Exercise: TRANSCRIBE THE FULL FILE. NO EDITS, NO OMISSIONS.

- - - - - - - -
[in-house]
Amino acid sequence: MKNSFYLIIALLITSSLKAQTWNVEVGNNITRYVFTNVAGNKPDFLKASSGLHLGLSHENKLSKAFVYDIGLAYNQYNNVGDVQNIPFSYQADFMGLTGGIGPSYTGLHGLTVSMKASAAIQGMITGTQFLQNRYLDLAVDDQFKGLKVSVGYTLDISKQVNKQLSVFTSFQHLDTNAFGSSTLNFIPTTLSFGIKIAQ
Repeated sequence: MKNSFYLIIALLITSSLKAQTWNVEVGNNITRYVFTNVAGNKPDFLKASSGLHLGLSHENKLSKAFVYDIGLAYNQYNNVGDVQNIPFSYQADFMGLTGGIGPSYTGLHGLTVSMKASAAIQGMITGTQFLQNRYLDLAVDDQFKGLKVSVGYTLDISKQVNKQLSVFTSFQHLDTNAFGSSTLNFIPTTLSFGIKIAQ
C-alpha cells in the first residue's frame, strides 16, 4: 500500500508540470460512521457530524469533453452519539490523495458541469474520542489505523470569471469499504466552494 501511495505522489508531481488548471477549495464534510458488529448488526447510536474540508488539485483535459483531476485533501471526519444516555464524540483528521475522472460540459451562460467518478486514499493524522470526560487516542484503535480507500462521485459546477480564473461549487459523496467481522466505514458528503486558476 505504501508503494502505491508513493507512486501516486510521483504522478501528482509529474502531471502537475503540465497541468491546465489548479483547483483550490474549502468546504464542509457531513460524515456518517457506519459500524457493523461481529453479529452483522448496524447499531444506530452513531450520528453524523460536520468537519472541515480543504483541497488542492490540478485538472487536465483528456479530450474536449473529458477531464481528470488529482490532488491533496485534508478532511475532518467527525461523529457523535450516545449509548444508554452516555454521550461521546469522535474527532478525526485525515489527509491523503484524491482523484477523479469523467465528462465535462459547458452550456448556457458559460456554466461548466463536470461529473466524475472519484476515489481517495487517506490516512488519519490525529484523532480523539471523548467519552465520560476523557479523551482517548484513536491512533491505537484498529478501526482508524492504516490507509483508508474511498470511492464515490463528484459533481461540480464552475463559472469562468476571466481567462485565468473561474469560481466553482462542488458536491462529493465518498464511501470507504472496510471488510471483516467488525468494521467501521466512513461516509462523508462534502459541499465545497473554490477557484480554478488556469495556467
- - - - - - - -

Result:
[in-house]
Amino acid sequence: MKNSFYLIIALLITSSLKAQTWNVEVGNNITRYVFTNVAGNKPDFLKASSGLHLGLSHENKLSKAFVYDIGLAYNQYNNVGDVQNIPFSYQADFMGLTGGIGPSYTGLHGLTVSMKASAAIQGMITGTQFLQNRYLDLAVDDQFKGLKVSVGYTLDISKQVNKQLSVFTSFQHLDTNAFGSSTLNFIPTTLSFGIKIAQ
Repeated sequence: MKNSFYLIIALLITSSLKAQTWNVEVGNNITRYVFTNVAGNKPDFLKASSGLHLGLSHENKLSKAFVYDIGLAYNQYNNVGDVQNIPFSYQADFMGLTGGIGPSYTGLHGLTVSMKASAAIQGMITGTQFLQNRYLDLAVDDQFKGLKVSVGYTLDISKQVNKQLSVFTSFQHLDTNAFGSSTLNFIPTTLSFGIKIAQ
C-alpha cells in the first residue's frame, strides 16, 4: 500500500508540470460512521457530524469533453452519539490523495458541469474520542489505523470569471469499504466552494 501511495505522489508531481488548471477549495464534510458488529448488526447510536474540508488539485483535459483531476485533501471526519444516555464524540483528521475522472460540459451562460467518478486514499493524522470526560487516542484503535480507500462521485459546477480564473461549487459523496467481522466505514458528503486558476 505504501508503494502505491508513493507512486501516486510521483504522478501528482509529474502531471502537475503540465497541468491546465489548479483547483483550490474549502468546504464542509457531513460524515456518517457506519459500524457493523461481529453479529452483522448496524447499531444506530452513531450520528453524523460536520468537519472541515480543504483541497488542492490540478485538472487536465483528456479530450474536449473529458477531464481528470488529482490532488491533496485534508478532511475532518467527525461523529457523535450516545449509548444508554452516555454521550461521546469522535474527532478525526485525515489527509491523503484524491482523484477523479469523467465528462465535462459547458452550456448556457458559460456554466461548466463536470461529473466524475472519484476515489481517495487517506490516512488519519490525529484523532480523539471523548467519552465520560476523557479523551482517548484513536491512533491505537484498529478501526482508524492504516490507509483508508474511498470511492464515490463528484459533481461540480464552475463559472469562468476571466481567462485565468473561474469560481466553482462542488458536491462529493465518498464511501470507504472496510471488510471483516467488525468494521467501521466512513461516509462523508462534502459541499465545497473554490477557484480554478488556469495556467